In a pair of Notices of Apparent Liability for Forfeiture (NAL), the FCC proposed fines of $2,316,034 and $80,000 against brothers in New York and an individual in Oregon, respectively, for unauthorized radio broadcasting.  The Preventing Illegal Radio Abuse Through Enforcement Act (known as the PIRATE Act) gave the FCC authority to take enforcement action against the pirates themselves and also against landlords and property owners who knowingly and willfully allow pirates to broadcast from their properties.  Illegal broadcast operations can interfere with licensed communications and pose a danger to the public by interfering with licensed stations that carry public safety messages, including Emergency Alert System transmissions.  These proposed fines are the first time the FCC has proposed fines using its PIRATE Act authority. Continue reading →

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April 1 is the deadline for broadcast stations licensed to communities in Delaware, Indiana, Kentucky, Pennsylvania, Tennessee, and Texas to place their Annual EEO Public File Report in their Public Inspection File and post the report on their station website.  In addition, certain of these stations, as detailed below, must submit their two most recent EEO Public File Reports along with FCC Form 2100, Schedule 396 as part of their license renewal applications due by April 3.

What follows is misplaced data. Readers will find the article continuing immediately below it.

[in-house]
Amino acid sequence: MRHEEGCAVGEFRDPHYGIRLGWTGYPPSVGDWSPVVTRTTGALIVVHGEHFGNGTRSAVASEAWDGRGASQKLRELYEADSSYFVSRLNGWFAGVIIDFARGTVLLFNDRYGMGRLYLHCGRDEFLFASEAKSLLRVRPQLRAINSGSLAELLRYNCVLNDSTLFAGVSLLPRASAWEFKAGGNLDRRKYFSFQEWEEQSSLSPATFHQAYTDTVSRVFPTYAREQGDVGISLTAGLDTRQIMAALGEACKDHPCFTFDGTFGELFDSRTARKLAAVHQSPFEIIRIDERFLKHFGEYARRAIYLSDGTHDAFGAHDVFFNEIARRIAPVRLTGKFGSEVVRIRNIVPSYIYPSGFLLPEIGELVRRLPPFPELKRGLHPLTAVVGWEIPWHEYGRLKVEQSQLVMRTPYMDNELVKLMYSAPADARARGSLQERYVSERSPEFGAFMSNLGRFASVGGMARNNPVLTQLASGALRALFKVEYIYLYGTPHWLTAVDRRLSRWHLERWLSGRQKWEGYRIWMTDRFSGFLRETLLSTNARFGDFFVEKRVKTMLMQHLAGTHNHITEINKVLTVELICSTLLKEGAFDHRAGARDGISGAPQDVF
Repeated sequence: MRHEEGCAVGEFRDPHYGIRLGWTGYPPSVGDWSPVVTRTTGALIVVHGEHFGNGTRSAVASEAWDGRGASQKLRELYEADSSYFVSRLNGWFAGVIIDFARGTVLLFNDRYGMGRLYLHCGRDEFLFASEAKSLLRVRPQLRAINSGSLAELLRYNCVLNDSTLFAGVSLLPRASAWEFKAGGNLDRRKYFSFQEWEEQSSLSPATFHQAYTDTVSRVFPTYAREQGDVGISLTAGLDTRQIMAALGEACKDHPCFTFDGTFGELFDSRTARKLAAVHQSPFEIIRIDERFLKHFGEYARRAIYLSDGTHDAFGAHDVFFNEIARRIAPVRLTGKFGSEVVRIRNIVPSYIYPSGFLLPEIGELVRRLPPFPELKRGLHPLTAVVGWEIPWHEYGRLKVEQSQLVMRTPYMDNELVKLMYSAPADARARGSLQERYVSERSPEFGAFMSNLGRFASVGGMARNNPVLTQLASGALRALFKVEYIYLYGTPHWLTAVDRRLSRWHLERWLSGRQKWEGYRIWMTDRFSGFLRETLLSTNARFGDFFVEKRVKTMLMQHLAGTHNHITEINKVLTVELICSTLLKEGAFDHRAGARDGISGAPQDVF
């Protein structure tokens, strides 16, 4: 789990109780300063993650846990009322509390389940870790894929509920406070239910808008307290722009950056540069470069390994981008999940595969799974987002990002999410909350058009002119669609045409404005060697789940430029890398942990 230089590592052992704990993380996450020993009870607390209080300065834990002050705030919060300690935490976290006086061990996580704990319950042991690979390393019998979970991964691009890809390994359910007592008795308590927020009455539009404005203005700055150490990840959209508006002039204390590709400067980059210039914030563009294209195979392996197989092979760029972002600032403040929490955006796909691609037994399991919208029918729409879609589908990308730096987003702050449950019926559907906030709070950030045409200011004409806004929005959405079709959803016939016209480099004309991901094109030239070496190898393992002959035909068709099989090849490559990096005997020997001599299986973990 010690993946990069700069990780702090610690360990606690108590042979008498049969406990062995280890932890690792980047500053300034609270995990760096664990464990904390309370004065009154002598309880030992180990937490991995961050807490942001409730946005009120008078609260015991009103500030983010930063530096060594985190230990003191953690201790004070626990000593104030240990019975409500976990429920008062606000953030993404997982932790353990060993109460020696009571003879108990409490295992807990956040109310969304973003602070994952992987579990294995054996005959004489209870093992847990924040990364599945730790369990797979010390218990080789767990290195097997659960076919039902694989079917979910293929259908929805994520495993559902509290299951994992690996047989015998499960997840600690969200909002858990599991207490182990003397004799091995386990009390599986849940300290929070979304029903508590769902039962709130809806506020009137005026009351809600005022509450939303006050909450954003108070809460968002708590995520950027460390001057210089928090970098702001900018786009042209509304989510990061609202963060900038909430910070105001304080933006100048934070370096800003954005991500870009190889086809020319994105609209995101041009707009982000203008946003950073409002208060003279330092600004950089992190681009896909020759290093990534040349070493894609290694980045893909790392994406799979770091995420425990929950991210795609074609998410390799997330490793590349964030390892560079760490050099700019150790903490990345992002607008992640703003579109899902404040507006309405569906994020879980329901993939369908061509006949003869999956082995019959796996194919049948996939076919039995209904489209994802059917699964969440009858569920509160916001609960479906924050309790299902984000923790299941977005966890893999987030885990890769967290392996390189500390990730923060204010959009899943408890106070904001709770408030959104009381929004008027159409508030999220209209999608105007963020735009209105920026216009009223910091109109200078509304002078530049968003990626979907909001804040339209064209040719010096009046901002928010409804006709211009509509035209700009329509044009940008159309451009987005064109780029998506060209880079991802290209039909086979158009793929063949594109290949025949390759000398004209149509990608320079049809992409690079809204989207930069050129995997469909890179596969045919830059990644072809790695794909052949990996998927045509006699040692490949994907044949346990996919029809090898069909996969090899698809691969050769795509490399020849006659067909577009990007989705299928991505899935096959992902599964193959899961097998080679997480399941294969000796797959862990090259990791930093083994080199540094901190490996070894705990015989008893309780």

Under the FCC’s EEO Rule, all radio and television station employment units (“SEUs”), regardless of staff size, must afford equal opportunity to all qualified persons and practice nondiscrimination in employment.

In addition, those SEUs with five or more full-time employees (“Nonexempt SEUs”) must also comply with the FCC’s three-prong outreach requirements.  Specifically, Nonexempt SEUs must (i) broadly and inclusively disseminate information about every full-time job opening, except in exigent circumstances,[1] (ii) send notifications of full-time job vacancies to referral organizations that have requested such notification, and (iii) earn a certain minimum number of EEO credits based on participation in various non-vacancy-specific outreach initiatives (“Menu Options”) suggested by the FCC, during each of the two-year segments (four segments total) that comprise a station’s eight-year license term.  These Menu Option initiatives include, for example, sponsoring job fairs, participating in job fairs, and having an internship program.